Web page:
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Patents are granted by governments to protect the interests of those inventors that are prepared to disclose the details (in general terms) of their ideas in exchange for limited (regional and term) protection from competition by other commercial interests.

RepRap without patents

The RepRap movement does not aim to use patents. It specifically attempts to remain as open as possible. At the time is was put in motion Adrian Bowyer made the assumption that the best path for growth of a RepRap (self replicating) machine to evolve was to make keep the designs as open as possible. Once information is in the public domain it looses value in the commercial domain as it cannot be controlled to the same extent, it a way it is no longer hoard-able because it cannot be made scarce. This has limited and will continue to limit the amount of commercial assistance that the RepRap movement will receive but the long term goal should eventually be reached by organic evolution even though it has to evolve around other commercial restrictions. Much like the Internet will re-route around points of failure an open hardware movement will find ways around incumbent patents.

In terms of conflict between the open RepRap movement and the protected commercial movement there is the goal to grow the open knowledge pool to be so large that the limitations placed by the commercial interests no longer get in the way.

The global patent system in undergoing slow change and some of the ideas mooted for the future would be a global patent that would allow multinationals to gain patent protections in all countries with minimal efforts, in effect making the world the playground for those countries and corporations that have the luxury for research budgets rather than those who have natural resources or raw materials. There are certain things that need to be harmonised before such a global patent comes into effect, amongst the big players US allows patents on virtually anything, while Japan and especially the EU have stricter limits and the developing nations will not get much of a say. Some of the possible future changes in patent law are clearly intended to grow the monopoly in intellectual property rights of the developed countries over the developing world.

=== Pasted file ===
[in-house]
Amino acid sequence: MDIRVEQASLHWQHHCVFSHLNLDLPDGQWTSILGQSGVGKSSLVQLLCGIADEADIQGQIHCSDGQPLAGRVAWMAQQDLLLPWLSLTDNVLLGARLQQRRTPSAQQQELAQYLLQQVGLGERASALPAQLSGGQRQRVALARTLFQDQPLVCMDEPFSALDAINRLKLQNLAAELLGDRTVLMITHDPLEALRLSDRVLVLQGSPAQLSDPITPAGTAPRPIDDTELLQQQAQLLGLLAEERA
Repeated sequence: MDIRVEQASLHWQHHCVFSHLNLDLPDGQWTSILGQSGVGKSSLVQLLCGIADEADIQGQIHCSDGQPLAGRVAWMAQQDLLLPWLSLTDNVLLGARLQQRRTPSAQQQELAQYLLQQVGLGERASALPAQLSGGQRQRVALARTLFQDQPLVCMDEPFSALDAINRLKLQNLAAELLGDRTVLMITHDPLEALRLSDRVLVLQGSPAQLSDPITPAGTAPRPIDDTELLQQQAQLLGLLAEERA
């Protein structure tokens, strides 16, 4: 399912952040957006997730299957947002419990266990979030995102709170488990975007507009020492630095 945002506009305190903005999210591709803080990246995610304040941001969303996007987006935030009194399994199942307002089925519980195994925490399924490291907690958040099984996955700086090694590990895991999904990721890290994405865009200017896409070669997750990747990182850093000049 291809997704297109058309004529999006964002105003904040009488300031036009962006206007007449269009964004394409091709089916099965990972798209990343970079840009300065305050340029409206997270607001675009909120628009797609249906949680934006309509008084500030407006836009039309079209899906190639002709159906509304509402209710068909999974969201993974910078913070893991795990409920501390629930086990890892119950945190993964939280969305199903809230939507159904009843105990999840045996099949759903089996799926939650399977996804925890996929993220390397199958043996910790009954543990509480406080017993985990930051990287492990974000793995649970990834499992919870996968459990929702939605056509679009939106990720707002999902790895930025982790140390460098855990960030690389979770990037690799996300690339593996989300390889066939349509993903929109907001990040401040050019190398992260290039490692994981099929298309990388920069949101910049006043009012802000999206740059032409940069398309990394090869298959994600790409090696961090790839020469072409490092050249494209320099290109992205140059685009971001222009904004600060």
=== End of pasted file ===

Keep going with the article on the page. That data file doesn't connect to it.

Patents that limit RepRap

The RepRap movement is like Minecraft, there is no exact end goal. The direction is set but will always point towards in more than one direction because there are multiple ways that a self replicating machine can be achieved. However the path has to circumvent the existing restrictions that are in place and this can only be done if the existing limitations are known.

The countries that are covered by a patent may be very limited as there is cost involved with applying for (renewing) and defending of patents, often only the most important industrial regions/countries are covered and many areas that are 'economically less important' are ignored and are legally free to make full use of the information disclosed in other patents that do not cover the regions as long as they do not trade into any of the protected regions. This could easily allow for the use of many disclosed innovations in small DIY and hobby scale production and development industries that are local. While the PCT (patent cooperation treaty) has made it easier to patent in many countries (it covers over 100 at the moment) but still requires individual country applications.

Patents are intended to prevent making, using, selling, or distributing the patented information for the limited time. They are not specifically intended to prevent research, testing and development in the field where in truth it would seldom even be known about but sometimes publishing incremental patents that cannot be tested or demonstrated without existing patents can cause uncertain situations. Many feel that internal and/or non-commercial research is fair use while some insist that reading the patent is as far as one is allowed to make use of disclosed material and any manufacture or production of the disclosed ideas is infringement. The specific case by case use will need legal advice to be sure if it is safe.

There are hundreds of patents that relate to 3D printing and similar topics but many are too esoteric to ever impact on hobby, craft, DIY and other small-scale users. Some significant ones are going to expire and others have questionable merit that might be challenged on the basis of prior art or obviousness if there was money and interest involved.

There are time limits that the patent holder have to adhere to in defending their patents from the time they are first ware of the infringement. The times differ in different countries but may be of the order of 7 years giving the holder a adequate time to file a defence if they choose to do so.

This is a list of interesting patents that are relevant to the RepRap movement.

Pat. No. Descriptive short title Owner Valid until date
(& if renewed)
Countries covered Importance to
US5597589 A Apparatus for producing
parts by selective sintering
University of Texas SLS patent
5597520 3D Systems early 2014 SLS patent, is enforced
4575330 3D Systems Stereolithography
4863538 University of Texas SLS patent
US 5653925 Sratasys
US 6004124 Thin-wall tube liquifier Stratasys

Trademarks that limit RepRap

Trademarks are also an issue but not in such a significant way as a generic term can usually be used. Trademarks have to be registered to gain maximum legal support and they have to be vigorously defended.

This is a list of interesting trademarks and registered trademarks that are relevant to the RepRap movement.

Name Descriptive short title Owner Countries covered Importance to
FDM (R) Fused deposition modelling Stratasys Use FFF instead

Interesting links

Forum threads

Other sites